In 2001, the Texas Medical Center was devastated by Tropical Storm All
University of Oklahoma
The University of Oklahoma is a public research university in Norman, Oklahoma. Founded in 1890, it had existed in Oklahoma Territory near Indian Territory for 17 years before the two became the state of Oklahoma. In Fall 2018 the university had 31,702 students enrolled, most at its main campus in Norman. Employing nearly 3,000 faculty members, the school offers 152 baccalaureate programs, 160 master's programs, 75 doctorate programs, 20 majors at the first professional level. David Boren, a former U. S. Senator and Oklahoma Governor, served as the university's president from 1994 to 2018. James L. Gallogly succeeded Boren on July 1, 2018; the school ranks in the top ten among public universities in enrollment of National Merit Scholars and graduation of Rhodes Scholars. US News & World Report ranks OU No. 58 in the "Top Public Schools – National Universities" category. PC Magazine and the Princeton Review rated it one of the "20 Most Wired Colleges" in both 2006 and 2008, while the Carnegie Foundation classifies it as a research university with "very high research activity."
Its Norman campus has the Fred Jones Jr.. Museum of Art, specializing in French Impressionism and Native American artwork, the Sam Noble Oklahoma Museum of Natural History, specializing in the natural history of Oklahoma; the school, well known for its athletic programs, claims multiple national championships in multiple sports, including seven football national championships and two NCAA Division I baseball championships. The women's softball team has won the national championship four times: in 2000, 2013, consecutively in 2016 and 2017; the gymnastics teams have won a combined 11 national championships since 2002, with the men's team winning eight in the last 15 years, including three consecutive titles from 2015 to 2017. With the support of Governor George Washington Steele, on December 18, 1890 the Oklahoma Territorial legislature established three universities: the state university in Norman, the agricultural and mechanical college in Stillwater and a normal school in Edmond. Oklahoma's admission into the union in 1907 led to the renaming of the Norman Territorial University as the University of Oklahoma.
Norman residents donated 407 acres of land for the university 0.5 miles south of the Norman railroad depot. The university's first president ordered the planting of trees before the construction of the first campus building because he "could not visualize a treeless university seat." Landscaping remains important to the university. The university's first president, David Ross Boyd, arrived in Norman in August 1892, the first students enrolled that year; the university established a School of Pharmacy in 1893 because of high demand for pharmacists in the territory. Three years the university awarded its first degree to a pharmaceutical chemist; the "Rock Building" in downtown Norman held the initial classes until the university's first building opened on September 6, 1893. On January 6, 1903, the university's only building burned down and destroyed many records of the early university. Construction began on a new building, as several other towns hoped to convince the university to move. President Boyd and the faculty were not dismayed by the loss.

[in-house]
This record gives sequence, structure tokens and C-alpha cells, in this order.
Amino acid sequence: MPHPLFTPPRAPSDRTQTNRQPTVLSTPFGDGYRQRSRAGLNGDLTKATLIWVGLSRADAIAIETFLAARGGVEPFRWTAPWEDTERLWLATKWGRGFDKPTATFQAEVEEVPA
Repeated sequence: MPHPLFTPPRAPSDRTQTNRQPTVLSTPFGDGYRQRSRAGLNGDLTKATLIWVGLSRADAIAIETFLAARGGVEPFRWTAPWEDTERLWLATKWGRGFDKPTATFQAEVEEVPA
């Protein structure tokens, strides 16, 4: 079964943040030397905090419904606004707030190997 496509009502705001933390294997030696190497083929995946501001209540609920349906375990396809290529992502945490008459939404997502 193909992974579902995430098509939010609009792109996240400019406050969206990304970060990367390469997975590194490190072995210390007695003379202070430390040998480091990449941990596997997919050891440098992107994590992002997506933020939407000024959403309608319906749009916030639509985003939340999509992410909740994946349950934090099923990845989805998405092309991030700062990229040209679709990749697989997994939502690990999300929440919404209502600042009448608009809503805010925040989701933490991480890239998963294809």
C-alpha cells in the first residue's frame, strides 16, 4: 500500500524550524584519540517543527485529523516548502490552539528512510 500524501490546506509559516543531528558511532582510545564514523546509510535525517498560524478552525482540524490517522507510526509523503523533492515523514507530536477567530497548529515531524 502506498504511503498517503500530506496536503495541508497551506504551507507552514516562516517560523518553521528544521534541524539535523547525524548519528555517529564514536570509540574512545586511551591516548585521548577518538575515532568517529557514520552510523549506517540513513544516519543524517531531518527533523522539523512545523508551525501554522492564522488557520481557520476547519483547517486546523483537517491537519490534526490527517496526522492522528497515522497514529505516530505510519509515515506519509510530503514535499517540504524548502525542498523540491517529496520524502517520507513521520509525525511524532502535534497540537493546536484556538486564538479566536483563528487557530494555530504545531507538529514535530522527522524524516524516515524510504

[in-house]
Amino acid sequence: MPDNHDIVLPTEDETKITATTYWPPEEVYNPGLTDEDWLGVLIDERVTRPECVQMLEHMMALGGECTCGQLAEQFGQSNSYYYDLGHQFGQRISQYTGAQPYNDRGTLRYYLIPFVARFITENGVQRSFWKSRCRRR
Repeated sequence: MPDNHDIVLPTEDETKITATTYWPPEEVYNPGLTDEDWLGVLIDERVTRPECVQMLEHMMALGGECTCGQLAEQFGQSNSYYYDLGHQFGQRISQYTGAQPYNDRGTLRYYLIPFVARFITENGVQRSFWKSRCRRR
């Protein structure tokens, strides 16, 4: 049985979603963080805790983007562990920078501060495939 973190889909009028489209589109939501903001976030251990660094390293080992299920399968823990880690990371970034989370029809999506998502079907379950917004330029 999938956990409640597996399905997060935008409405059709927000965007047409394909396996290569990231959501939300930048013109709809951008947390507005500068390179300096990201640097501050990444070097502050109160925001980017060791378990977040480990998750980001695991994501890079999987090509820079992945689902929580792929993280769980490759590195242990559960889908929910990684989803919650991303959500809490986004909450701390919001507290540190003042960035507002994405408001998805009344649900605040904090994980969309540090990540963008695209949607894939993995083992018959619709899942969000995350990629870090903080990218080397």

Mathematics professor Frederick Elder said, "What do you need to keep classes going? Two yards of blackboard and a box of chalk." As a response to the fire, English professor Vernon Louis Parrington created a plan for the development of the campus. Most of the plan was never implemented, but Parrington's suggestion for the campus core formed the basis for the North Oval; the North and South Ovals are now distinctive features of the campus. The campus has a distinctive architecture, with buildings designed in a unique "Cherokee Gothic" style; the style has many features of the Gothic era but has mixed the designs of local Native American tribes from Oklahoma. This term was coined by the renowned American architect Frank Lloyd Wright when he visited the campus; the university has built over a dozen buildings in the Cherokee Gothic style. In 1907, Oklahoma entered statehood. Up until this point, Oklahoma's Republican tendencies changed with the election of Oklahoma's first governor, the Democratic Charles N. Haskell.
Since the inception of the university, different groups on campus were divided by religion. Early in the university's existence, many professors were Presbyterian. Under pressure, Boyd hired several Baptists and Southern Methodists; the Presbyterians and Baptists got along but the Southern Methodists conflicted with the administration. Two notable Methodists, Rev. Nathaniel Lee Linebaugh and Professor Ernest Taylor Bynum, were critics of Boyd and activists in Haskell's election campaign; when Haskell took office, he fired many of the Republicans at the university, including President Boyd. The campus expanded over the next several decades. By 1932, the university encompassed 167 acres. Development of South Oval allowed for the southern expansion of the campus; the university built a new library on the oval's north end in 1936. President Bizzell was able to get the Oklahoma legislature to approve $500,000 for the new library up from their original offer of $200,000; this allowed for an greater collection of research materials for students and faculty.